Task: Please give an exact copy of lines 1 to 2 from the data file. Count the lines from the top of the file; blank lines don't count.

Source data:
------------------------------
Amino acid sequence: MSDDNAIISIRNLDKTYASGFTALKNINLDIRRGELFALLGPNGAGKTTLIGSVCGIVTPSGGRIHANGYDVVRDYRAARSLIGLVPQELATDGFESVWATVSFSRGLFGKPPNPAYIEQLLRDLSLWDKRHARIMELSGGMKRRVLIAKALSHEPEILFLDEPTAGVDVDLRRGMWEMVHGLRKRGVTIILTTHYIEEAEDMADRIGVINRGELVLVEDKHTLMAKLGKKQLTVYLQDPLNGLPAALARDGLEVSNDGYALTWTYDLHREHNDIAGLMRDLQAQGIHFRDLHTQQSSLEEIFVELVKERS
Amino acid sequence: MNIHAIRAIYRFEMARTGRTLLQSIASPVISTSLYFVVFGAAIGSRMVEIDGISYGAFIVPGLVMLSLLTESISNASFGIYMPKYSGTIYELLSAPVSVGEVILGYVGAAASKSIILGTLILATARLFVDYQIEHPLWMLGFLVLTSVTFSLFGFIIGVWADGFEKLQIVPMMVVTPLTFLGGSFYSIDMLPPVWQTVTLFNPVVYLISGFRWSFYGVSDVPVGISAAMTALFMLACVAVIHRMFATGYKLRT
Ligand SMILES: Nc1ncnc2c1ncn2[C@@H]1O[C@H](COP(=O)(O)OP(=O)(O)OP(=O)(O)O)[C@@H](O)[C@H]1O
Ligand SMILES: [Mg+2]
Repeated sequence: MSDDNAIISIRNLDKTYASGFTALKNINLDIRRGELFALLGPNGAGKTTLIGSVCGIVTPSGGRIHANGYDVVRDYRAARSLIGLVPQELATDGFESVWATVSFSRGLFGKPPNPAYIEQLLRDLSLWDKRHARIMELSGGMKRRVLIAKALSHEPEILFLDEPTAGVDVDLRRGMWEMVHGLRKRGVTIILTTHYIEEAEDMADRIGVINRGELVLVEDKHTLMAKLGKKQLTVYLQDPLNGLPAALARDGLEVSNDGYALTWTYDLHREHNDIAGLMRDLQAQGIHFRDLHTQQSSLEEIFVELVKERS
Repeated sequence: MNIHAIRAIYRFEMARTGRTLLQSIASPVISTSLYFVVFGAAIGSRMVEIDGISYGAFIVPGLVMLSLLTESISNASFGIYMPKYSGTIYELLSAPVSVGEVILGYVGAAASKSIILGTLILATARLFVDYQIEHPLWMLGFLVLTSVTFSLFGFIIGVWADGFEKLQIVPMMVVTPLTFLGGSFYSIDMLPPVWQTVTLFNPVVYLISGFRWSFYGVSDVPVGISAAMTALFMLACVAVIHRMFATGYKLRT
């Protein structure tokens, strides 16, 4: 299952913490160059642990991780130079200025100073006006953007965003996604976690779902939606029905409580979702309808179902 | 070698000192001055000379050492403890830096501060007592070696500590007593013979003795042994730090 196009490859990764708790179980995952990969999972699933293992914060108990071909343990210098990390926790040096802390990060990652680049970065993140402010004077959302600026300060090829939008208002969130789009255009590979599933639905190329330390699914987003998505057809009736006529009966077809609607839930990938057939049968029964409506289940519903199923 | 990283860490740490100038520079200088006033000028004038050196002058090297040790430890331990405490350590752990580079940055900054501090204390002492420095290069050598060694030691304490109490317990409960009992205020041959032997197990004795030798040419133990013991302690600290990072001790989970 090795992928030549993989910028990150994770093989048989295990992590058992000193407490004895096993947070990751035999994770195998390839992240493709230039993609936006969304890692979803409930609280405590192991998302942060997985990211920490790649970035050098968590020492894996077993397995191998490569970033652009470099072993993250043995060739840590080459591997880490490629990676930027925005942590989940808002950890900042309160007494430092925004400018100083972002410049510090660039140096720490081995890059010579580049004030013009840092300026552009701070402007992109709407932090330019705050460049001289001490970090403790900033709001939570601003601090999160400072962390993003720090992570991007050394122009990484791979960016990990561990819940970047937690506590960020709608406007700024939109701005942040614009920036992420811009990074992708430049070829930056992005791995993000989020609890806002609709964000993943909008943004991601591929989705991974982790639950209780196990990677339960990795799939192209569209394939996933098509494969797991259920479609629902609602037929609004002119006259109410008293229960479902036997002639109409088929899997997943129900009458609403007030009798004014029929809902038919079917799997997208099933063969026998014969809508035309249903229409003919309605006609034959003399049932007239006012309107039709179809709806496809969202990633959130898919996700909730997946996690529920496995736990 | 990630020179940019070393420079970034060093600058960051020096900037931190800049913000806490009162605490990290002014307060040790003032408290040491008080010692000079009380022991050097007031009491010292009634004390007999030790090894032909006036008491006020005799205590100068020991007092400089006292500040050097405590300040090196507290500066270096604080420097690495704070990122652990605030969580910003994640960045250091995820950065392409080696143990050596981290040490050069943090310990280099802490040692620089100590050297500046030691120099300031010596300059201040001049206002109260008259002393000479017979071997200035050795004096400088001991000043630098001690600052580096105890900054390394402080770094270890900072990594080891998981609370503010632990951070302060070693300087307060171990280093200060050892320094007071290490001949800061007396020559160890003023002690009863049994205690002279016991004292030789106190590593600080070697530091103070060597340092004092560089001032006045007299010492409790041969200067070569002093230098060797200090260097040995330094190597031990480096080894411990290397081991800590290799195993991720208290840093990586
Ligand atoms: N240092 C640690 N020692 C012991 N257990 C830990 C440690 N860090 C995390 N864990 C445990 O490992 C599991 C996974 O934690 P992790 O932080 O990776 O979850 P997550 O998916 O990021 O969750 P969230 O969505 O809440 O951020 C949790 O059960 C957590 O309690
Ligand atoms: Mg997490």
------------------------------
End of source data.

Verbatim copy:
Amino acid sequence: MSDDNAIISIRNLDKTYASGFTALKNINLDIRRGELFALLGPNGAGKTTLIGSVCGIVTPSGGRIHANGYDVVRDYRAARSLIGLVPQELATDGFESVWATVSFSRGLFGKPPNPAYIEQLLRDLSLWDKRHARIMELSGGMKRRVLIAKALSHEPEILFLDEPTAGVDVDLRRGMWEMVHGLRKRGVTIILTTHYIEEAEDMADRIGVINRGELVLVEDKHTLMAKLGKKQLTVYLQDPLNGLPAALARDGLEVSNDGYALTWTYDLHREHNDIAGLMRDLQAQGIHFRDLHTQQSSLEEIFVELVKERS
Amino acid sequence: MNIHAIRAIYRFEMARTGRTLLQSIASPVISTSLYFVVFGAAIGSRMVEIDGISYGAFIVPGLVMLSLLTESISNASFGIYMPKYSGTIYELLSAPVSVGEVILGYVGAAASKSIILGTLILATARLFVDYQIEHPLWMLGFLVLTSVTFSLFGFIIGVWADGFEKLQIVPMMVVTPLTFLGGSFYSIDMLPPVWQTVTLFNPVVYLISGFRWSFYGVSDVPVGISAAMTALFMLACVAVIHRMFATGYKLRT